International Space Station facts and figures

The International Space Station (ISS) is the largest international scientific project ever conceived. Built by the United States, Russia, Japan, Canada, and 11 European countries, the station is powered by solar arrays that will generate 110 kilowatts of power once completed. Laboratory and habitation modules will support a permanent international crew of seven astronauts. ISS will serve as a platform for Earth and space observation and the experiments conducted on board will help produce new materials and pharmaceutical products, which can only be developed in microgravity.

Space Station assembly requires transportation of materials by the American. Space Shuttle and Russian Soyuz. Over 50 missions will be required to transport and assemble all ISS components. Since November 2, 2000, a crew has lived on the ISS; they are replaced at regular intervals.

The first module of the station was launched in 1998 and should be completely assembled by 2010. Once fully assembled, it will cover an area equal to that of a Canadian football field (108 metres long). It will weigh 450 metric tons.

Participating countriesUnited States, Russia, Japan, Canada, and 11 European countries (Belgium, Denmark, France, Germany, Italy, the Netherlands, Norway, Spain, Sweden, Switzerland and the United Kingdom).
Canada's contribution
  • The mobile servicing system (MSS), which includes three elements: the robotic arm Canadarm2, the mobile base system and the special purpose dexterous manipulator Dextre
  • The Canadian Space Vision System
  • The ground segment, the MSS Operations Complex is located at the Canadian Space Agency headquarters in Longueuil, Quebec. This complex provides the infrastructure, resources, equipment and expertise required for monitoring and analysis of MSS operations in space, training of ISS crew members and ground crew, logistic support and flow of MSS operations in real-time processing.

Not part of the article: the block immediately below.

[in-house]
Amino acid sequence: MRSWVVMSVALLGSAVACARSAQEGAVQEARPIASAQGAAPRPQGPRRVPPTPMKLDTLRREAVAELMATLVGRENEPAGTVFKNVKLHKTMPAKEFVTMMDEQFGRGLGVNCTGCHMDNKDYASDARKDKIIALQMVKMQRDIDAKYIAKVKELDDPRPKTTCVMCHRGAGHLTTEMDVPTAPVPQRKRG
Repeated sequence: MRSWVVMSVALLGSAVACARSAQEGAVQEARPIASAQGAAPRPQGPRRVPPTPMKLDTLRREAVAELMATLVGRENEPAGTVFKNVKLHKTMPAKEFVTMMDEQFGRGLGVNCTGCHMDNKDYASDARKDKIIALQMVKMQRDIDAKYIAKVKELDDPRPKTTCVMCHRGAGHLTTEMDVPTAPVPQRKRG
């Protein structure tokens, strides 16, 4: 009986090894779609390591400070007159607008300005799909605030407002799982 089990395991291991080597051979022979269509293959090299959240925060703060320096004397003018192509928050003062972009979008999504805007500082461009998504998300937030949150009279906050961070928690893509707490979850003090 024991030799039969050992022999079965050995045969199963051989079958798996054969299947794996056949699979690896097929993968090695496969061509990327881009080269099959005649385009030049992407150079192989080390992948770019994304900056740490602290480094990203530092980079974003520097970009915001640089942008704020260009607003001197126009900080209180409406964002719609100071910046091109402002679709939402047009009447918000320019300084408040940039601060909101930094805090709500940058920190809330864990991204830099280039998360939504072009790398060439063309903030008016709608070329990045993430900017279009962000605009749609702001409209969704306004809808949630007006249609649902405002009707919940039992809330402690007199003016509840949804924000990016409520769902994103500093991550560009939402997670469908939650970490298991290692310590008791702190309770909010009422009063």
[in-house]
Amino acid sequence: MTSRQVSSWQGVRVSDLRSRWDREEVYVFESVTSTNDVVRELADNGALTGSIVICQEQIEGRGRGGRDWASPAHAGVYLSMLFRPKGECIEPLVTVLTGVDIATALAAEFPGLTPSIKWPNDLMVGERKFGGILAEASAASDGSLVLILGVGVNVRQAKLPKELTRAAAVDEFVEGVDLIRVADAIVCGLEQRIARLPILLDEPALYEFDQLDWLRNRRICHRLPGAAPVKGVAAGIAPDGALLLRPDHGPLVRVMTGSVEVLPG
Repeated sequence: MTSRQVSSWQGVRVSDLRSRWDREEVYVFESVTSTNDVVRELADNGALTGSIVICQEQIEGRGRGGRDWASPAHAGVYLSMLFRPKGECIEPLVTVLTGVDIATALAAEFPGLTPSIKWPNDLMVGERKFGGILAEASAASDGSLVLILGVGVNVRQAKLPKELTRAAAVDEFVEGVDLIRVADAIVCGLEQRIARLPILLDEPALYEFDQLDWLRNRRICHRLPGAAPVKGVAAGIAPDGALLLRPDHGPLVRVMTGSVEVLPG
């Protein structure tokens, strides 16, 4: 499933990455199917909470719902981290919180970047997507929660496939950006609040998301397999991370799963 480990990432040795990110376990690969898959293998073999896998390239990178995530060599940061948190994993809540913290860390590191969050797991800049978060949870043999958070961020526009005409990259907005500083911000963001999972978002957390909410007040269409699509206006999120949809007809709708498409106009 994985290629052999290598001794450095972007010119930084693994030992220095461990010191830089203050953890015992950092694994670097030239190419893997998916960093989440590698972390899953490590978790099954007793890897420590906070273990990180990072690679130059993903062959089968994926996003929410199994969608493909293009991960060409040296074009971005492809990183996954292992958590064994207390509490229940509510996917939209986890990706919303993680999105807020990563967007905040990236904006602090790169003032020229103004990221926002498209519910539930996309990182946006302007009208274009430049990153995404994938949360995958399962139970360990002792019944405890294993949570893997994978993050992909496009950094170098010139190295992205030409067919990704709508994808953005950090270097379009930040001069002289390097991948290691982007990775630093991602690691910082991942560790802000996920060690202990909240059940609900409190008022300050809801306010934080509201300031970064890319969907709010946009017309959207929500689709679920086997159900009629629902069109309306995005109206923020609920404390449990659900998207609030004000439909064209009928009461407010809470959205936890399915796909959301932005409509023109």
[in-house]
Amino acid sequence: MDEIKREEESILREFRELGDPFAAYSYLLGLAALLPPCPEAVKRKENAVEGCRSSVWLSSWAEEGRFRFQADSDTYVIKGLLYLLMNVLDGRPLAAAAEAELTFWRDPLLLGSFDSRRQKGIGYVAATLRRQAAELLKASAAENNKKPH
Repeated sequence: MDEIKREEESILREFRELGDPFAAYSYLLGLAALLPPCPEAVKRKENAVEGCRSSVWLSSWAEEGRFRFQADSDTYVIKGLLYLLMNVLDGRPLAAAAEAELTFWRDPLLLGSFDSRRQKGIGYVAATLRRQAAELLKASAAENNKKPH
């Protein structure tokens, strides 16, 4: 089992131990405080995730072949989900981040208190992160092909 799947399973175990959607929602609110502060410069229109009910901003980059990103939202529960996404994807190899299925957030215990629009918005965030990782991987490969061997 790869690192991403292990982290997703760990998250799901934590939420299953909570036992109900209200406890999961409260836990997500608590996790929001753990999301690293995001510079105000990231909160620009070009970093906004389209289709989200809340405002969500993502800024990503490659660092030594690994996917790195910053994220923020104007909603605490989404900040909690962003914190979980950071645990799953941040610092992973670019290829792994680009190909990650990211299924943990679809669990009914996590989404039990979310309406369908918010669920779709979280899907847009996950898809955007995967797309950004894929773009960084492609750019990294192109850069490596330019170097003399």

Scheduled date of completion2010
Number of missions requiredOver 50 missions will be required to transport and assemble all parts of the ISS.
Number of spacewalks required
  • About 160 spacewalks, that is, 960 hours, will be required for station assembly and maintenance.
  • In April 2001, Canadian Space Agency Astronaut Chris Hadfield became the first Canadian to perform a spacewalk (extravehicular activity, or EVA) when he installed Canadarm2 on the ISS.
Size
  • Fully assembled, the ISS will be 108 by 74 metres.
  • It will have 1,250 cubic metres of living and working space, which is the equivalent of the interior of a Boeing 747, about the size of three average Canadian houses.
MassAbout 450 metric tons
Pressurized volume1,200 cubic metres
Orbit Inclination51.6 degrees
AltitudeFrom 370 to 460 kilometres
FacilitiesSix laboratories with 24 experiment racks (about the size of a refrigerator)
First modulesZarya, launched in November 1998, and Unity, launched in December 1998
Power generationWith an acre wing area for the solar arrays, it will generate 110 kilowatts
Crews
  • Expedition 1 (October 31, 2000, to March 21, 2001)
    First permanent crew included American Astronaut and ISS Commander Bill Shepherd and Russian Cosmonauts Youri Gidzenko as Soyuz Commander and Sergei Krikalev, as Flight Engineer. A Soyuz rocket was used for transport. In orbit for 140 days, 23 hours and 30 minutes.

  • Expedition 2 (March 8 to August 22, 2001)
    Crew comprised of Russian Cosmonaut and ISS Commander Yury Usachev, and by American Astronauts and Flight Engineers James Voss and Susan Helms. Vehicule used: Space Shuttle Discovery. In orbit for 167 days, 6 hours and 41 minutes.

  • Expedition 3 (from August 10 to December 17, 2001)
    Crew comprised of American Astronaut and ISS Commander Frank Culbertson and Russian Cosmonauts Vladimir Dezhuroz (Soyuz Commander) and Mikhail Tyurin (Flight Engineer). Space Shuttle Discovery was used for transport. In orbit for 128 days, 20 hours and 45 minutes.